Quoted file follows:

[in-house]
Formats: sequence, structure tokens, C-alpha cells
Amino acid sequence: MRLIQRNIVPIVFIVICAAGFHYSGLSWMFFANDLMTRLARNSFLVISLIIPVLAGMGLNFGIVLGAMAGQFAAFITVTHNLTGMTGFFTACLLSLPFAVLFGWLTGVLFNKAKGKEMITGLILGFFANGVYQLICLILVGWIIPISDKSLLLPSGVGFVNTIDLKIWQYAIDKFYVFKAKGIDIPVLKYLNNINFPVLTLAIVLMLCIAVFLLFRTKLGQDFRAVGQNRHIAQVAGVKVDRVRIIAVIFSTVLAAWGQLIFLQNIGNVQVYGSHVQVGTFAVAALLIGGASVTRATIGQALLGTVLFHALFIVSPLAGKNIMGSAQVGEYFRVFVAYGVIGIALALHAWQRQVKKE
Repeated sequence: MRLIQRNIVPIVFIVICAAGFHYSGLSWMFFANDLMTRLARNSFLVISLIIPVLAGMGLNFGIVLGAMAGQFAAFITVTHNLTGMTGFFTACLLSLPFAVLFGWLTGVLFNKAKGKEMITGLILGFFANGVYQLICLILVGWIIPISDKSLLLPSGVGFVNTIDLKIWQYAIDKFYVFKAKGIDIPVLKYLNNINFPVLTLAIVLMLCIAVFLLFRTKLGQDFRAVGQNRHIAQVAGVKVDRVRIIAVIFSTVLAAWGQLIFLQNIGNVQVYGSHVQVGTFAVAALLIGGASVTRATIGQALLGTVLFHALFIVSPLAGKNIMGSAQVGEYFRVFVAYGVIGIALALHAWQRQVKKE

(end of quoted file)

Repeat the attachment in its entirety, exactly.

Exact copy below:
[in-house]
Formats: sequence, structure tokens, C-alpha cells
Amino acid sequence: MRLIQRNIVPIVFIVICAAGFHYSGLSWMFFANDLMTRLARNSFLVISLIIPVLAGMGLNFGIVLGAMAGQFAAFITVTHNLTGMTGFFTACLLSLPFAVLFGWLTGVLFNKAKGKEMITGLILGFFANGVYQLICLILVGWIIPISDKSLLLPSGVGFVNTIDLKIWQYAIDKFYVFKAKGIDIPVLKYLNNINFPVLTLAIVLMLCIAVFLLFRTKLGQDFRAVGQNRHIAQVAGVKVDRVRIIAVIFSTVLAAWGQLIFLQNIGNVQVYGSHVQVGTFAVAALLIGGASVTRATIGQALLGTVLFHALFIVSPLAGKNIMGSAQVGEYFRVFVAYGVIGIALALHAWQRQVKKE
Repeated sequence: MRLIQRNIVPIVFIVICAAGFHYSGLSWMFFANDLMTRLARNSFLVISLIIPVLAGMGLNFGIVLGAMAGQFAAFITVTHNLTGMTGFFTACLLSLPFAVLFGWLTGVLFNKAKGKEMITGLILGFFANGVYQLICLILVGWIIPISDKSLLLPSGVGFVNTIDLKIWQYAIDKFYVFKAKGIDIPVLKYLNNINFPVLTLAIVLMLCIAVFLLFRTKLGQDFRAVGQNRHIAQVAGVKVDRVRIIAVIFSTVLAAWGQLIFLQNIGNVQVYGSHVQVGTFAVAALLIGGASVTRATIGQALLGTVLFHALFIVSPLAGKNIMGSAQVGEYFRVFVAYGVIGIALALHAWQRQVKKE